BBC major funding review

BBC major funding review

The British Government is conducting a major review of the BBC’s funding as the expiry of its current licence fee funding draws near. The Director-General is calling on the British public to “champion” the broadcaster to secure its future.


Man in front of the BBC HQ
Image: Tim Davie, BBC Director-General - Alexander Svensson & UK Department for Culture, Media and Sport (Creative Commons)


In a major speech around the future of the BBC, whose current licence fee funding is only assured until 2028, BBC Director-General Tim Davie said that the British public needs to decide if it is willing to “champion an institution that is admired worldwide and is needed more than ever”.

Davie’s speech to a room of industry experts and partners and streamed to BBC staff around the world follows the announcement in December that the UK Government will review the “sustainability of the BBC’s current funding model”.

Davie told the audience that the BBC will engage with the review, but “as ever, our most important relationship is with our owners, the UK public”.

Starting from next year, Davie said, the BBC will hold its biggest ever consultation process so the public can “inform and drive the debate on the future BBC”. 

“Today a new wave of technological change is reshaping our media landscape at extraordinary speed. It’s bringing fresh challenges for our democracy, our creative economy, and our society. It’s time to make a choice once again, to decide to intervene.”

BBC Licence fee

Unlike Australia, the BBC is funded primarily through licence fees rather than direct government grants.

The BBC operates in accordance with a Royal Charter, which is due to expire at the end of 2027. The national broadcaster’s 2023 income from the licence fee (paid by every UK household with a TV set, regardless of financial position) was £3.74bn, which accounted for about 65% of the BBC's total income of £5.73bn (the remainder comes from commercial activities, grants, royalties and rental income.

For many years the licence fee helped keep the BBC at arms length from governments but, increasingly, people are consuming news and entertainment through devices other than TV sets thus bringing into question the framework on which the fee is based.

Davie said the BBC is looking at ways to reform the licence fee if it is extended beyond 2028, including making sure its enforcement is fair and proportionate.

“There is no doubt that the market has changed hugely since the licence fee was introduced. And I think it is right to ask fundamental questions about its longevity in a world that is now full of choice.”

BBC hurt by “short-sighted” government funding cuts

“Short-sighted” government funding cutbacks – 30% in real terms between 2010 and 2020 – and a two year freeze on CPI increases to the licence fee imposed in 2022 have had a major impact on BBC operations and capacity, Davie said.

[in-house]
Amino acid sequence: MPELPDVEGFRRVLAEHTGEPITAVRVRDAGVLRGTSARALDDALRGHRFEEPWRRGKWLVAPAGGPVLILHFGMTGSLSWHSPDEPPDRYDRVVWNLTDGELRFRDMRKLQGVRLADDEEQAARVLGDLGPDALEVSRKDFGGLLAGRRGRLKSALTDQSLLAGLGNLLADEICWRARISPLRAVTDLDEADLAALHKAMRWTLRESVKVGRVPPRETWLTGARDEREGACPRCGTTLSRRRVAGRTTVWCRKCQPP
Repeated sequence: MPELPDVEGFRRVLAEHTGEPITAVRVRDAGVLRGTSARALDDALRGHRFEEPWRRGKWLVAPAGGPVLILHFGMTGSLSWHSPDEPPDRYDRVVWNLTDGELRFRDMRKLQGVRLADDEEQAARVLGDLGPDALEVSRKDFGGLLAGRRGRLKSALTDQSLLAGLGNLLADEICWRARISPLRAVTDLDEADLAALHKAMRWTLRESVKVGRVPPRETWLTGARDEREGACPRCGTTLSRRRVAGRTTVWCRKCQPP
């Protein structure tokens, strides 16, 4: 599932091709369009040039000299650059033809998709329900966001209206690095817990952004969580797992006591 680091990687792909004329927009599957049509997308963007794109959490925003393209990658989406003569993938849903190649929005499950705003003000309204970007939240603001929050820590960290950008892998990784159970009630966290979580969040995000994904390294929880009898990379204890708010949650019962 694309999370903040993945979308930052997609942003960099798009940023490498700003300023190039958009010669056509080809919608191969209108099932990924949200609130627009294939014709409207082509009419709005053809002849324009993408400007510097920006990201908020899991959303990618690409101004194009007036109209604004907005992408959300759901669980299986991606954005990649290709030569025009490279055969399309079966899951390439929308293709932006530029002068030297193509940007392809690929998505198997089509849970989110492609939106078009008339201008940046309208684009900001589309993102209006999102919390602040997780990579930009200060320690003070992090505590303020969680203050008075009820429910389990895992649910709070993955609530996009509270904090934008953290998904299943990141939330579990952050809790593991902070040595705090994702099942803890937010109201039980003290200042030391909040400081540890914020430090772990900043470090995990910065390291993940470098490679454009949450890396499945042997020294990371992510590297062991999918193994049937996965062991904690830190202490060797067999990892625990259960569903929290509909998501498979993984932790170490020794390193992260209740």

“This is particularly problematic as a strong balance sheet and the ability to deploy capital strategically is essential if we are to navigate digital transition. To strip money from the BBC during this period has been particularly short-sighted.”

As a result, the BBC’s staffing numbers have been cut by more than 1800 and over 1000 hours of content.

Davie said the BBC will now be focusing its limited resources on three key roles the BBC needs to play “for our democracy, our creative economy, and our society; roles which can make the impact of the BBC more, not less, precious”.
These, he said, are to pursue truth with no agenda, back British storytelling and bring people together.

In relation to pursuing truth, Davie said BBC Verify, the broadcaster’s fact checking service, will be joined by two new BBC programs: one which provides deep analysis, longer stories and more context than rolling news and the second which will bring all the BBC’s investigative journalism into the one place.

Davie said to continue to promote British storytelling, the broadcaster will use the best UK creative talent to produce authentically British stories, with production continuing to move away from London. By 2026, he said, more than 60% of the BBC’s TV production will be outside London and 50% of radio by 2027.

A narrow BBC not the best future

Davie warned that future funding of the BBC should not result in the creation of another “commercial walled garden or a narrow BBC that provides a niche service for the most hard-core users”. 

“The very wonder of the BBC is that quality news sits next to genres such as drama and sport thus ensuring widespread usage. This is a precious ecosystem.”

Read Tim Davie’s full speech